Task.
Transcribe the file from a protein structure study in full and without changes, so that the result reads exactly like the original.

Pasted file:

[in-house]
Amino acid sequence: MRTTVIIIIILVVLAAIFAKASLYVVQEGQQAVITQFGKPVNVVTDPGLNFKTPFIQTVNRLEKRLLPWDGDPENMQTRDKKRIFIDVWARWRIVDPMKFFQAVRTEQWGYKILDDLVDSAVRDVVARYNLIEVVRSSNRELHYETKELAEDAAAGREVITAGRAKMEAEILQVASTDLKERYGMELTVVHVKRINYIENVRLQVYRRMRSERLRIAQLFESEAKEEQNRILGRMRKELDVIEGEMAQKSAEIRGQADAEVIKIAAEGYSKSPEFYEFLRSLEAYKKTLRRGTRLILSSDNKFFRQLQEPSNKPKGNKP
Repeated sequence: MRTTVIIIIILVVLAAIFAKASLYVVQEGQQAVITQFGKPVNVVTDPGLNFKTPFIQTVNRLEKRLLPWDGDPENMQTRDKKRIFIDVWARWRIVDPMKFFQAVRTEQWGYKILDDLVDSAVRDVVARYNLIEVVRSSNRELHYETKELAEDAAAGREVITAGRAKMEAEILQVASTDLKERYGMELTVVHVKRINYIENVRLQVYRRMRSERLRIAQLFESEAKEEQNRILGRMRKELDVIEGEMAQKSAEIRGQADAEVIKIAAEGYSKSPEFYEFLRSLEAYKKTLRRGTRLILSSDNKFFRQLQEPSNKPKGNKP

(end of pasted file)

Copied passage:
[in-house]
Amino acid sequence: MRTTVIIIIILVVLAAIFAKASLYVVQEGQQAVITQFGKPVNVVTDPGLNFKTPFIQTVNRLEKRLLPWDGDPENMQTRDKKRIFIDVWARWRIVDPMKFFQAVRTEQWGYKILDDLVDSAVRDVVARYNLIEVVRSSNRELHYETKELAEDAAAGREVITAGRAKMEAEILQVASTDLKERYGMELTVVHVKRINYIENVRLQVYRRMRSERLRIAQLFESEAKEEQNRILGRMRKELDVIEGEMAQKSAEIRGQADAEVIKIAAEGYSKSPEFYEFLRSLEAYKKTLRRGTRLILSSDNKFFRQLQEPSNKPKGNKP
Repeated sequence: MRTTVIIIIILVVLAAIFAKASLYVVQEGQQAVITQFGKPVNVVTDPGLNFKTPFIQTVNRLEKRLLPWDGDPENMQTRDKKRIFIDVWARWRIVDPMKFFQAVRTEQWGYKILDDLVDSAVRDVVARYNLIEVVRSSNRELHYETKELAEDAAAGREVITAGRAKMEAEILQVASTDLKERYGMELTVVHVKRINYIENVRLQVYRRMRSERLRIAQLFESEAKEEQNRILGRMRKELDVIEGEMAQKSAEIRGQADAEVIKIAAEGYSKSPEFYEFLRSLEAYKKTLRRGTRLILSSDNKFFRQLQEPSNKPKGNKP